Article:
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14 January 2013
Finding the best route to China
There are numerous opportunities for UK
manufacturers in China, says Mark Morley of
Smaller companies may lack the capital to follow Jaguar
Land Rover and set up factories in China, but what they
lack in resources they can make up for with agility. Agility is
vital in a global market: an SME with a flexible supply chain
is perfectly placed to respond to customer needs.
Chinese businesses thrive on guanxi, a phrase loosely
meaning close working relationships. Face to face meetings
are preferred in China, especially early in a business relationship. However, this is obviously an expensive
option for SMEs in Europe. Conferences like the recent AIAG Auto Parts Purchasing Leadership & Suppliers
Forum are a great way to make the long trip worthwhile by meeting multiple contacts.
The best step to a good ongoing relationship is to have a native representative in the country, sidestepping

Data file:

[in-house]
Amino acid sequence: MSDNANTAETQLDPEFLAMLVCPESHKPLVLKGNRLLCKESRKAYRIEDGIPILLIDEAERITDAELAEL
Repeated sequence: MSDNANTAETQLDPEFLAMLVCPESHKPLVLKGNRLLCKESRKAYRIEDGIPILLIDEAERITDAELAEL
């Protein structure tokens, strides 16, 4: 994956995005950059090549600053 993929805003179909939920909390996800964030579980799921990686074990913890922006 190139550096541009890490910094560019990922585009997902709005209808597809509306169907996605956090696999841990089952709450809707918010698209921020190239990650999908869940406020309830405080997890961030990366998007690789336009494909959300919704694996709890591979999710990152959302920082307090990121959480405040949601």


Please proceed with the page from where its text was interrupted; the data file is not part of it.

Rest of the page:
language and cultural barriers. Patience is a virtue in China where they take time deliberating decisions and
look for long-term relationships.
Planning ahead is essential to capitalise on the market in China. Alongside this, rising wages and costs in the
country mean a quick profit is no longer a likely option. Gaining a thorough understanding of Chinese law is
China has developed some incredibly strong supply chains, especially in the technology and automotive
sectors of manufacturing. Many western automotive companies have established joint venture operations in
China allowing Chinese workers to become more familiar with western working practices and quality
standards. On the flip side, UK suppliers are starting to see new business from Chinese companies who are
now beginning to globalise their own operations.
One example is SAIC, a leading Chinese car manufacturer which acquired the MG Rover brand in 2005. It
refurbished the old Rover plant at Longbridge and is now producing cars using parts supplied by many firms
in the West Midlands. UK brands are highly respected among Chinese consumers and Chinese manufacturers
regard UK suppliers as providers of high quality, reliable parts – something the Chinese automotive suppliers
are still trying to get to grips with. UK suppliers are now starting to explore business opportunities with
Chinese companies based in both China and the UK.
China's burgeoning consumer base and sheer size means there is an enormous demand, and even a small
business can find endless opportunities once it strikes out into the market
Mark Morley, EMEA industry marketing director, GXS
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